So one could understand why a music job at the Continental would be coveted, which is the premise for Buckley’s film, in which struggling pianist Michael (Robert Aberdeen), a Midwestern transplant in New York, accepts a gig at the Baths, despite the fact that this ostensibly straight-arrow musician is made rather uncomfortable by all the “fags” running the joint. His more free-spirited, open-minded photographer girlfriend Tracy (Ellen Sheppard) is downright tickled by the idea, however, encouraging him to take the job partly in the hopes that it will broaden his social and perhaps sexual horizons. The manner in which Buckley—whose only other directing effort would be the radiantly titled X-rated 1981 comedy Angel Buns—dramatizes this is clunky and perfunctory, though Aberdeen and Sheppard have a casual, jokey intimacy that helps situate the film on an authentic emotional plane. There’s an explicit early sex scene between the lovers that has a lovely grounding effect, establishing their seemingly natural bond and therefore heightening the stakes for the sexual experimentation to come.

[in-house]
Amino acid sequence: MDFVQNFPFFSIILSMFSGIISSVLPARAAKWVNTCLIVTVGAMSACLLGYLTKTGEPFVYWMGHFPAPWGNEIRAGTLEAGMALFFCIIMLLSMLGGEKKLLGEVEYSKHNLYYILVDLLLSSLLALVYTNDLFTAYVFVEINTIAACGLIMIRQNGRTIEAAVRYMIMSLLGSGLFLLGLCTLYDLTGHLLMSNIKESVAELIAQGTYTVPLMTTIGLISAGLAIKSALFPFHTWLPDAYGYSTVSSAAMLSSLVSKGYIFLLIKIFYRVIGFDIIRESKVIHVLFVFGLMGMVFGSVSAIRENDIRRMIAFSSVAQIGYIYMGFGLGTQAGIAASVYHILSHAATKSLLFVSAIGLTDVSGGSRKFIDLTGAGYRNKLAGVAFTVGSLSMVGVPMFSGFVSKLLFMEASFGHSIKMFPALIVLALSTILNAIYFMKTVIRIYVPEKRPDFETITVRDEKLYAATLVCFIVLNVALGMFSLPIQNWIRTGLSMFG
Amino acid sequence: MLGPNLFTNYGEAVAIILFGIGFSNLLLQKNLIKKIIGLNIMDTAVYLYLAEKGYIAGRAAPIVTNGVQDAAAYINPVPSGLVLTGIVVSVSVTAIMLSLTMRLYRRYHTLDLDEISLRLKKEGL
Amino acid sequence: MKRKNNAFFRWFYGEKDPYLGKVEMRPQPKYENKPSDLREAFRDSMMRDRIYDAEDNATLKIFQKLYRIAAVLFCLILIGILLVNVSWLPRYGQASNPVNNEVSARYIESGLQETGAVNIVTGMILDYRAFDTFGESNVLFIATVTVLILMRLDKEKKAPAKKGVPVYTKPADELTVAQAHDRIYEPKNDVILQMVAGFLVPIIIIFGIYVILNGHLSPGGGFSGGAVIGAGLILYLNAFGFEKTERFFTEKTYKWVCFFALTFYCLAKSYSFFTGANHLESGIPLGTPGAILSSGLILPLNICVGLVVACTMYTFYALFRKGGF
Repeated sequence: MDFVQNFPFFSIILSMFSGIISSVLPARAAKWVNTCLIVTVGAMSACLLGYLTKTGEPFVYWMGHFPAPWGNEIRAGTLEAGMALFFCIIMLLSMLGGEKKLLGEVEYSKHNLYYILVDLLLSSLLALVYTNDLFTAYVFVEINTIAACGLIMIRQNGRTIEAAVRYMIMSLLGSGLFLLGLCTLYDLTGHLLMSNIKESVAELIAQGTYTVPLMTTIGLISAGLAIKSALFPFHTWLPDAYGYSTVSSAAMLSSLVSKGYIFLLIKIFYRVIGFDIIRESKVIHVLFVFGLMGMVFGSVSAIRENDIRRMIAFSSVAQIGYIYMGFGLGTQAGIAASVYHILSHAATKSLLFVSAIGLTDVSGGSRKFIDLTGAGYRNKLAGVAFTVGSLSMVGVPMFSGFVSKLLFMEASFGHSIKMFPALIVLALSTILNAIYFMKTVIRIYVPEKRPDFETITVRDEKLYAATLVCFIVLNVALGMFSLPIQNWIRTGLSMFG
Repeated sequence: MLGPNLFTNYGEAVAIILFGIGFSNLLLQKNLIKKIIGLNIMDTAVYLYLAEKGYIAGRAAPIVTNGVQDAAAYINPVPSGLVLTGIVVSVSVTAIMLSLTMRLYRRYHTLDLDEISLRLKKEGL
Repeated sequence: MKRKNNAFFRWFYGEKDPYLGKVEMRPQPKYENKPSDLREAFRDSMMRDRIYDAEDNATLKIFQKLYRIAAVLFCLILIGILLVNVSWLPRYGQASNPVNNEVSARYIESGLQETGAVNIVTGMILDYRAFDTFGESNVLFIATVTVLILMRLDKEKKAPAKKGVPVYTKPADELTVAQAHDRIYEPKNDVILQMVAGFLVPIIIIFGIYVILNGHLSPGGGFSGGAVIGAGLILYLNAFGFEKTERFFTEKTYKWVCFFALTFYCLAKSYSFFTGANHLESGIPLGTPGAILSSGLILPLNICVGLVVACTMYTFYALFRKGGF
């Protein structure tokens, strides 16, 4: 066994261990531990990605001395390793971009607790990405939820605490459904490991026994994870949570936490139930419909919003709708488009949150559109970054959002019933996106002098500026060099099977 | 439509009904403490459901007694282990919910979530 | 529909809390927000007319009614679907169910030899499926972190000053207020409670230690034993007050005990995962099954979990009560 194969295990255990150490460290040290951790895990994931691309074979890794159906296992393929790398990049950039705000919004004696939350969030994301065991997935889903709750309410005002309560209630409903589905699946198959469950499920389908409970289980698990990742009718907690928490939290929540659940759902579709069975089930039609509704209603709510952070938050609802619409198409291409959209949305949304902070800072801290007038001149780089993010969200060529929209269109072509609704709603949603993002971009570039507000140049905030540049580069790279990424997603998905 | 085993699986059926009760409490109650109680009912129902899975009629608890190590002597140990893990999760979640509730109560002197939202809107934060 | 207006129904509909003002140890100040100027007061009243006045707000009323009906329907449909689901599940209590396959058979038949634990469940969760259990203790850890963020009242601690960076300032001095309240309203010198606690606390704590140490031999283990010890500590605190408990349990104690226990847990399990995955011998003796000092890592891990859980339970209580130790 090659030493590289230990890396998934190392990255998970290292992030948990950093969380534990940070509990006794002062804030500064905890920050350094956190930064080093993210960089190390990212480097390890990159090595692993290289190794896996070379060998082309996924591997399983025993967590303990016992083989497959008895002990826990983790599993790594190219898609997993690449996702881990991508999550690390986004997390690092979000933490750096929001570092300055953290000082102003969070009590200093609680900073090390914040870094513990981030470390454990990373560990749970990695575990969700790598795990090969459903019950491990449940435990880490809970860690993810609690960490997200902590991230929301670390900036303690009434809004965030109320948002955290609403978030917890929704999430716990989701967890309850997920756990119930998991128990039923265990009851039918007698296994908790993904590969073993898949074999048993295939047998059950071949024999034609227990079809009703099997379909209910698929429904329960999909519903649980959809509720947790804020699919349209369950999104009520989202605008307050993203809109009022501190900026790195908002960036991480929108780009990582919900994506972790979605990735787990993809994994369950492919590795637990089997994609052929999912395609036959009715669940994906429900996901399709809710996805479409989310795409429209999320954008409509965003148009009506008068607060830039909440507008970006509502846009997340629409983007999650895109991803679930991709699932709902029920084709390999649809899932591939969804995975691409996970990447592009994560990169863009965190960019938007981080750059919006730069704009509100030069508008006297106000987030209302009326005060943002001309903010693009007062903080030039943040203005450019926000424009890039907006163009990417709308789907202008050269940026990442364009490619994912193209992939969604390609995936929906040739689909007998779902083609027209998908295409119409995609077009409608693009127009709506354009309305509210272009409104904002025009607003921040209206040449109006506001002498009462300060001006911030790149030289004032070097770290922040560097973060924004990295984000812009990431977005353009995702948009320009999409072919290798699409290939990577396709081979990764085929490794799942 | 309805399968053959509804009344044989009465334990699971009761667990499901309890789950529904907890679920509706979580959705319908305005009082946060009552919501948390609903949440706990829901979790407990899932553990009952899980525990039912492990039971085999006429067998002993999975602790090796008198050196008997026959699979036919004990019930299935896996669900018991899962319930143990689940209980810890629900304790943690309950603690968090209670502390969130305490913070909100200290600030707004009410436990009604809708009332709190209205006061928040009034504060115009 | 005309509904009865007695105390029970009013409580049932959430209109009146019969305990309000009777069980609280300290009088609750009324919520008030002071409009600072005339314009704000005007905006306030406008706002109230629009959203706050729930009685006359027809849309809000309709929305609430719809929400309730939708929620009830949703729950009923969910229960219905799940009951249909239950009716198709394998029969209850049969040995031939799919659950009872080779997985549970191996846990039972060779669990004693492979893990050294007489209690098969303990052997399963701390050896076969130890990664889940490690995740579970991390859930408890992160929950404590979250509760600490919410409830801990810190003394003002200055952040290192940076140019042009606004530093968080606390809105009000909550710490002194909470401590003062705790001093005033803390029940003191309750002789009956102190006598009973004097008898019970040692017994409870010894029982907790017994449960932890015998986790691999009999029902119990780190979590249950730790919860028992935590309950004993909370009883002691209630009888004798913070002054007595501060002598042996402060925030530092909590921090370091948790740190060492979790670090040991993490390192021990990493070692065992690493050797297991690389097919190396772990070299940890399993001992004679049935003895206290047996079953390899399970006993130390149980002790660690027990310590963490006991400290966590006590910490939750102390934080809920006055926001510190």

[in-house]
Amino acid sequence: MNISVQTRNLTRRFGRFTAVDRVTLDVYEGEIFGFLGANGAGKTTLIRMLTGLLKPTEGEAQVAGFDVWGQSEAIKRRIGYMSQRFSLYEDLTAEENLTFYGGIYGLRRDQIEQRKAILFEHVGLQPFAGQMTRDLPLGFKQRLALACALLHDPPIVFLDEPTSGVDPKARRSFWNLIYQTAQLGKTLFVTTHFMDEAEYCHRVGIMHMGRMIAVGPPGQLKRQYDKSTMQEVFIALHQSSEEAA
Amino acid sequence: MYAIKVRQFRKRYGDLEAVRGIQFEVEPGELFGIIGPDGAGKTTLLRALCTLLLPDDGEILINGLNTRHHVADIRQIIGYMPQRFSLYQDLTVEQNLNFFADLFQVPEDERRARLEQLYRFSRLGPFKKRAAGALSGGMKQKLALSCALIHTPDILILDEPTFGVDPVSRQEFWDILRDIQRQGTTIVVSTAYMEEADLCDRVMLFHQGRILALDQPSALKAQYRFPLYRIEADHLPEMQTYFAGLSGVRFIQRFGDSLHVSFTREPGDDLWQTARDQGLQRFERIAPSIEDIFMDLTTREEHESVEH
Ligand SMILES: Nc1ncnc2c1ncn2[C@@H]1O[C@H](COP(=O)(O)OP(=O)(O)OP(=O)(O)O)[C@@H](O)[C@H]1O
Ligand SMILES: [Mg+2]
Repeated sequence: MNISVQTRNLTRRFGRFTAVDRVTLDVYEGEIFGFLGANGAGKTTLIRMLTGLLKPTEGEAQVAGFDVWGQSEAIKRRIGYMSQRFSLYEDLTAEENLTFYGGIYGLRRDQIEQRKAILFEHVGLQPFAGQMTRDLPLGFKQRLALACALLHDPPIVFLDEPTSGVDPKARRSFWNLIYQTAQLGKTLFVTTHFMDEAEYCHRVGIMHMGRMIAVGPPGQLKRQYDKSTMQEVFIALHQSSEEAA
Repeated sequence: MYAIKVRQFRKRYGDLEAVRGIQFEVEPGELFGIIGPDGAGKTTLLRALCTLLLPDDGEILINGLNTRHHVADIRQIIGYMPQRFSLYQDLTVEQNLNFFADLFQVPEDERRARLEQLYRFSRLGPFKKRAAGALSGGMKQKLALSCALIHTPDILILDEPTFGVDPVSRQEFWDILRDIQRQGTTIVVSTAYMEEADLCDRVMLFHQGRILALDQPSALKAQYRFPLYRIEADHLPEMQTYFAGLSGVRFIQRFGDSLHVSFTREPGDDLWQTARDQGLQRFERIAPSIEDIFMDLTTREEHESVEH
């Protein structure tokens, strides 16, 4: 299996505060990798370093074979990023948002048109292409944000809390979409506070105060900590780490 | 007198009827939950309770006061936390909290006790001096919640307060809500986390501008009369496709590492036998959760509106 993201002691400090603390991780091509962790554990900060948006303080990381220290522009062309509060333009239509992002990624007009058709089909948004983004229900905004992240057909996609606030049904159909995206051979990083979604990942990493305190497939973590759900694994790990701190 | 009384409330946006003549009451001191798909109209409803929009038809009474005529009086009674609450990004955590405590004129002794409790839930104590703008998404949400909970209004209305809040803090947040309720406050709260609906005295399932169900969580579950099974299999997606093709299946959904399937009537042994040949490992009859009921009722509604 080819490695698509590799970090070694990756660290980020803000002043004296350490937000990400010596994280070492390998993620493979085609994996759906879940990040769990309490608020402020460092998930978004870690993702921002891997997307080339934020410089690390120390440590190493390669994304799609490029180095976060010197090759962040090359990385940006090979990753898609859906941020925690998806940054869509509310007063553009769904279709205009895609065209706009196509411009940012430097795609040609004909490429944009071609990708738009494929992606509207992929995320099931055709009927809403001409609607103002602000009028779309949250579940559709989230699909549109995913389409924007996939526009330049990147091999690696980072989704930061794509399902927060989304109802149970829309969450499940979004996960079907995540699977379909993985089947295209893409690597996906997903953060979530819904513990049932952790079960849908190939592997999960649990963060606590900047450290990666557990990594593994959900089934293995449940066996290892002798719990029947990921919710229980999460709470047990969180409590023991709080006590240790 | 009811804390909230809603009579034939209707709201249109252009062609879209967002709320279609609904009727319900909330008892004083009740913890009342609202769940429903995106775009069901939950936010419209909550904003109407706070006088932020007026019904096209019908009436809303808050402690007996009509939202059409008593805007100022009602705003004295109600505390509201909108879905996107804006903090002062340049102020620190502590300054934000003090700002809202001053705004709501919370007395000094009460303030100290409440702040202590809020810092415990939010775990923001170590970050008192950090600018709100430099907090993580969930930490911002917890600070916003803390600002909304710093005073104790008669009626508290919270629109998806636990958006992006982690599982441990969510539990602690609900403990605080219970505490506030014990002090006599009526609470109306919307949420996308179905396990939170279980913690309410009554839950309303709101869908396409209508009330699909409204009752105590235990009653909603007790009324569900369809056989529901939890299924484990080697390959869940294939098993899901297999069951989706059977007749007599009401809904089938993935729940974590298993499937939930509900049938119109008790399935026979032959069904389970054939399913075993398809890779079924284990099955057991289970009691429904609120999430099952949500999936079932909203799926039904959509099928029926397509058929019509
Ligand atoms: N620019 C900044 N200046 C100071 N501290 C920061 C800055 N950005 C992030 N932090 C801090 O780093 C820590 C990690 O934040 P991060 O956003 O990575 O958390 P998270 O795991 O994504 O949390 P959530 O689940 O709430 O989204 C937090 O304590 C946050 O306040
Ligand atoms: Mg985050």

As it turns out, Michael’s casual homophobia is a manifestation of internalized loathing, masking his deep discomfort with the self. He ultimately reckons with this thanks to the friendly, and finally erotic, intervention of sweet, wildly frizzy-haired Continental employee Scotti—played by Don Scotti, who was at the time in fact the manager and an occasional MC of the Continental Baths, the casting only enhancing the film’s semi-documentary feel. The banter between Michael and Scotti is often rudimentary, revealing Michael’s cluelessness and casual cruelty, as when Michael nonchalantly calls the out Scotti “not normal” and grows confused when he leaves in a huff: “What’d I say?” Nevertheless, Michael—in no small part due to Tracy’s influence—finds himself increasingly drawn to Scotti, finally confessing to him the homosexual attractions and shames of his youth.